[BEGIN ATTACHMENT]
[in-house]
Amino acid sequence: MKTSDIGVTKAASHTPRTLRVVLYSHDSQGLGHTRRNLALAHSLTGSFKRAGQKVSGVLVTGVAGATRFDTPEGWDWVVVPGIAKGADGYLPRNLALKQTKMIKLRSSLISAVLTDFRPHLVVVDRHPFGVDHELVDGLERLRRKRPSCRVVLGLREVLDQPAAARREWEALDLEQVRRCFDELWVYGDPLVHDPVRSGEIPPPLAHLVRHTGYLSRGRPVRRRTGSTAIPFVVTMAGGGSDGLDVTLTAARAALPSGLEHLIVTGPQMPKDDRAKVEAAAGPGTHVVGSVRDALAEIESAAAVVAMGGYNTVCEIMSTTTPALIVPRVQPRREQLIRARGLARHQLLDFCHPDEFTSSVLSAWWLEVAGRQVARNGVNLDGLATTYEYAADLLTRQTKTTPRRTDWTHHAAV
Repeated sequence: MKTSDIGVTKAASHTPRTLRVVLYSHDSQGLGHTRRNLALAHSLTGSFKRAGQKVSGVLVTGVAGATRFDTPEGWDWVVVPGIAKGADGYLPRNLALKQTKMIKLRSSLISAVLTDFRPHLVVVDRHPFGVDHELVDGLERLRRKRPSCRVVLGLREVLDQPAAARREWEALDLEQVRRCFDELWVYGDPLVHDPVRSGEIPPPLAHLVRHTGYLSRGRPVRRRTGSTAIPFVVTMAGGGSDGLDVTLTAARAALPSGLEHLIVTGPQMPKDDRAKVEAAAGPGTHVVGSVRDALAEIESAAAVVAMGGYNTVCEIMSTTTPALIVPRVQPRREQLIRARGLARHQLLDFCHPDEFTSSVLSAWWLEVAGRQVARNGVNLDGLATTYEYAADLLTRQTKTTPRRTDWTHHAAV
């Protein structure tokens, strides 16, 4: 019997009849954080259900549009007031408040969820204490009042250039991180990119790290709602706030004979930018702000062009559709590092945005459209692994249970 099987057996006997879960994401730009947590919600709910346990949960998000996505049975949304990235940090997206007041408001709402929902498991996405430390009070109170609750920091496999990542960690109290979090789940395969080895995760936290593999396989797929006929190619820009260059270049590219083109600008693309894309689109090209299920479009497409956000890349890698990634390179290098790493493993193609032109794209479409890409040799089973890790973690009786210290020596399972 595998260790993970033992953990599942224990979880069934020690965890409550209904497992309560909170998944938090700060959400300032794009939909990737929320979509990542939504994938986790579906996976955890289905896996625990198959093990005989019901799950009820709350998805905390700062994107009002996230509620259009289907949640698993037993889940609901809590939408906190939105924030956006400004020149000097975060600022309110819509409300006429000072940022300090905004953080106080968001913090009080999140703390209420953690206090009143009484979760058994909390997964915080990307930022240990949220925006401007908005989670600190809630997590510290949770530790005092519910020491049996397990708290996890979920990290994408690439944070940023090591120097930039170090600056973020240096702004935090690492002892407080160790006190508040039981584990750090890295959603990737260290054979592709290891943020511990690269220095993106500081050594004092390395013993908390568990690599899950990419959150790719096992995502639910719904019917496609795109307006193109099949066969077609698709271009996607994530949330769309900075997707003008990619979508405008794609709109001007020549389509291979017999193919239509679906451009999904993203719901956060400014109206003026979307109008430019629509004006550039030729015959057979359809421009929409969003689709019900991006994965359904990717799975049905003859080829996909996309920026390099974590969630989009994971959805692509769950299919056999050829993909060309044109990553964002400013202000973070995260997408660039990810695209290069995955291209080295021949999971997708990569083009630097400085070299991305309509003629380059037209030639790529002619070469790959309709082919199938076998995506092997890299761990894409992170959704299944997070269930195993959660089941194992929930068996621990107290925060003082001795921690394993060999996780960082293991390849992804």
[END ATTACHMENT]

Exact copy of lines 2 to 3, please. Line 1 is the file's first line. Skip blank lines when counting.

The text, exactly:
Amino acid sequence: MKTSDIGVTKAASHTPRTLRVVLYSHDSQGLGHTRRNLALAHSLTGSFKRAGQKVSGVLVTGVAGATRFDTPEGWDWVVVPGIAKGADGYLPRNLALKQTKMIKLRSSLISAVLTDFRPHLVVVDRHPFGVDHELVDGLERLRRKRPSCRVVLGLREVLDQPAAARREWEALDLEQVRRCFDELWVYGDPLVHDPVRSGEIPPPLAHLVRHTGYLSRGRPVRRRTGSTAIPFVVTMAGGGSDGLDVTLTAARAALPSGLEHLIVTGPQMPKDDRAKVEAAAGPGTHVVGSVRDALAEIESAAAVVAMGGYNTVCEIMSTTTPALIVPRVQPRREQLIRARGLARHQLLDFCHPDEFTSSVLSAWWLEVAGRQVARNGVNLDGLATTYEYAADLLTRQTKTTPRRTDWTHHAAV
Repeated sequence: MKTSDIGVTKAASHTPRTLRVVLYSHDSQGLGHTRRNLALAHSLTGSFKRAGQKVSGVLVTGVAGATRFDTPEGWDWVVVPGIAKGADGYLPRNLALKQTKMIKLRSSLISAVLTDFRPHLVVVDRHPFGVDHELVDGLERLRRKRPSCRVVLGLREVLDQPAAARREWEALDLEQVRRCFDELWVYGDPLVHDPVRSGEIPPPLAHLVRHTGYLSRGRPVRRRTGSTAIPFVVTMAGGGSDGLDVTLTAARAALPSGLEHLIVTGPQMPKDDRAKVEAAAGPGTHVVGSVRDALAEIESAAAVVAMGGYNTVCEIMSTTTPALIVPRVQPRREQLIRARGLARHQLLDFCHPDEFTSSVLSAWWLEVAGRQVARNGVNLDGLATTYEYAADLLTRQTKTTPRRTDWTHHAAV